Excessive heat will become merely a memory both to prevent unfortunate accidents like burning oneself with coffee and to save energy.  Due to Green Energy State Standards, sporadic electricity that green energy can provide will be in short supply and raise the cost astronomically.

You think I’m kidding?

We already have government-controlled food-for-thought.  Only four states  rejected the nationalized brain nutrition program referred to at the Common Core State Standards.  That’s the federal mental cafeteria.  The current “standards” are the product of private groups with taxpayer subsidies but without general input from states, school districts, or parents.

Just as the elevated platitudes that make up the Common Core State Standards SOUND good, only the profoundly ignorant accept them as meaningful.  Implementation – dependent on the teacher and the agenda (i.e., curriculum) – is everything.  And everything, all 100% of it, must be ingested or injected but not inspected.  That’s right.  Who knows what the recipe for Seaweed Slop really includes?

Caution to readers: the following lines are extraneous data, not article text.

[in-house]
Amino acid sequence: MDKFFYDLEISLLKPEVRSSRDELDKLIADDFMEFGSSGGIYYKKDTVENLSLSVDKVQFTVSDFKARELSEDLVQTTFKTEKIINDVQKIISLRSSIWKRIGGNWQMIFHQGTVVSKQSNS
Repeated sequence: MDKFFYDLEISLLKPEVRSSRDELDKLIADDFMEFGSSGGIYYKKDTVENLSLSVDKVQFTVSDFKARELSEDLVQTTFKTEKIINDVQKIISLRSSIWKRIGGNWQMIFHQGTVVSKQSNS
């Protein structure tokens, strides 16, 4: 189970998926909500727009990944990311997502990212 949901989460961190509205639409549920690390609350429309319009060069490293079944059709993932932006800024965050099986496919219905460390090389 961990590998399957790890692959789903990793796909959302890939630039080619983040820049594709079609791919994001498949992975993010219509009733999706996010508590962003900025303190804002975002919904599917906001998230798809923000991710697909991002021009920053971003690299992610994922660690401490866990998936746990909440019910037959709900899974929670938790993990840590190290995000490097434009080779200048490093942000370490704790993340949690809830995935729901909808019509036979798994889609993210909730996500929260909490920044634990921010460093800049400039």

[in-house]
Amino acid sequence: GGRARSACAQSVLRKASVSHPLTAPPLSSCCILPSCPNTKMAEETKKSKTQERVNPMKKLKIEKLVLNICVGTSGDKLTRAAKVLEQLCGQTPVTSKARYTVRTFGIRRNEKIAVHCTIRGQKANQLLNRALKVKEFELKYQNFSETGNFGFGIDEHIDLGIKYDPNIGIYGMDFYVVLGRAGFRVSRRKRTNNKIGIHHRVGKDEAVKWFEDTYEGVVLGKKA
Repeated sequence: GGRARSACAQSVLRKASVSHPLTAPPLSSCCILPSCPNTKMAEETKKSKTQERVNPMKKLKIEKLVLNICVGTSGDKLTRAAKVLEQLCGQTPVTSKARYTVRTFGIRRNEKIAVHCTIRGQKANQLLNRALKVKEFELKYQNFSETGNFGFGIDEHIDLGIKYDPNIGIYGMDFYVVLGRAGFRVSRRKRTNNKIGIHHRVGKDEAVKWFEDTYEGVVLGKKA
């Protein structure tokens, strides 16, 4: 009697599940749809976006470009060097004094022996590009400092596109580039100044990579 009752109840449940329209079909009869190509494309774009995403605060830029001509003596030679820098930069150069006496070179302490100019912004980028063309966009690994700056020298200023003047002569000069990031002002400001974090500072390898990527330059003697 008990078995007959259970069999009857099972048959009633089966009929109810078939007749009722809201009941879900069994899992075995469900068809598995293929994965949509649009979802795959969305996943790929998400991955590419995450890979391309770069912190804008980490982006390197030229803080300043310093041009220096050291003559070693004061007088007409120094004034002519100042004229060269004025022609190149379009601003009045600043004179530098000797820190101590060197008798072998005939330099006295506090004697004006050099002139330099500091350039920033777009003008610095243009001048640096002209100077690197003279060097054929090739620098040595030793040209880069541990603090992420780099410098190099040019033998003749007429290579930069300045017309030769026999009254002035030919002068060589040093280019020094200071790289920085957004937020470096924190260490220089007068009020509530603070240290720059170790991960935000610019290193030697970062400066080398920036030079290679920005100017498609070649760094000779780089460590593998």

W. Stephen Wilson, math professor at Johns Hopkins and on the feedback committee for the math standards, says that the CCSS in math are not as high as those for the District of Columbia, which has the lowest graduation rate in the nation.  Standards do not guarantee results.

Dr. Sandra Stotsky (also on the feedback committee) and math consultant Ze’ev Wurman evaluate the Common Core fare thus:  “Although Common Core’s standards represent a laudable effort to shape a national curriculum, the draft-writers chose to navigate an uncharted path and subject the entire country to a large scale experimental curriculum rather than build on the strengths that can be documented in Massachusetts or California. Consequently, by grade 8 their mathematics standards are a year or two behind the National Mathematics Advisory Panel’s recommendations, leading states, and our international competitors.

No media discussion took place after several experts on the Validation Committee refused to sign off on Common Core’s standards, and the public has been left with the incorrect impression that English scholars, mathematicians, and high school English and mathematics teachers are unified in support of its ELA [English Language Arts] and mathematics standards. Common Core’s mathematics standards miss chunks of content recommended by the National Mathematics Advisory Panel for K-8 and inexplicably leave large holes in mathematics content currently in the high school curriculum.”